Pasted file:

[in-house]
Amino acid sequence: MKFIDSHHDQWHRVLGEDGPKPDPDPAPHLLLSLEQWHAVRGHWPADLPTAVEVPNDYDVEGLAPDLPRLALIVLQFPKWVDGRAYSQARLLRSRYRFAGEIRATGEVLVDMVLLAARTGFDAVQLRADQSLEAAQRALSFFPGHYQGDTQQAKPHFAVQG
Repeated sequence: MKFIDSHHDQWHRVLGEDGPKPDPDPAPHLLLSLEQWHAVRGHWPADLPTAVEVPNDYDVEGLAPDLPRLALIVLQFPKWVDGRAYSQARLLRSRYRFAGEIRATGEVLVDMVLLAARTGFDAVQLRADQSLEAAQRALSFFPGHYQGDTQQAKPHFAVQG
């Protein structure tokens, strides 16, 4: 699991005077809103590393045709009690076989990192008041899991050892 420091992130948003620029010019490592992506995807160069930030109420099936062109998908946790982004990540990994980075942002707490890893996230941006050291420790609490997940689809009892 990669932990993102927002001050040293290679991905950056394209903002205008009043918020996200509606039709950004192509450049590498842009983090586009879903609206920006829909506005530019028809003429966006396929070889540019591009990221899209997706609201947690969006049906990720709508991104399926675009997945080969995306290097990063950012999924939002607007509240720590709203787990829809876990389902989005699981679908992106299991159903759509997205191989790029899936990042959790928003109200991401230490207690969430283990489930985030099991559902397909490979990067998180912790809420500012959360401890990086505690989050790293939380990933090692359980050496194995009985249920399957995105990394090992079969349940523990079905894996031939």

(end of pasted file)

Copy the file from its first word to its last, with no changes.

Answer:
[in-house]
Amino acid sequence: MKFIDSHHDQWHRVLGEDGPKPDPDPAPHLLLSLEQWHAVRGHWPADLPTAVEVPNDYDVEGLAPDLPRLALIVLQFPKWVDGRAYSQARLLRSRYRFAGEIRATGEVLVDMVLLAARTGFDAVQLRADQSLEAAQRALSFFPGHYQGDTQQAKPHFAVQG
Repeated sequence: MKFIDSHHDQWHRVLGEDGPKPDPDPAPHLLLSLEQWHAVRGHWPADLPTAVEVPNDYDVEGLAPDLPRLALIVLQFPKWVDGRAYSQARLLRSRYRFAGEIRATGEVLVDMVLLAARTGFDAVQLRADQSLEAAQRALSFFPGHYQGDTQQAKPHFAVQG
């Protein structure tokens, strides 16, 4: 699991005077809103590393045709009690076989990192008041899991050892 420091992130948003620029010019490592992506995807160069930030109420099936062109998908946790982004990540990994980075942002707490890893996230941006050291420790609490997940689809009892 990669932990993102927002001050040293290679991905950056394209903002205008009043918020996200509606039709950004192509450049590498842009983090586009879903609206920006829909506005530019028809003429966006396929070889540019591009990221899209997706609201947690969006049906990720709508991104399926675009997945080969995306290097990063950012999924939002607007509240720590709203787990829809876990389902989005699981679908992106299991159903759509997205191989790029899936990042959790928003109200991401230490207690969430283990489930985030099991559902397909490979990067998180912790809420500012959360401890990086505690989050790293939380990933090692359980050496194995009985249920399957995105990394090992079969349940523990079905894996031939």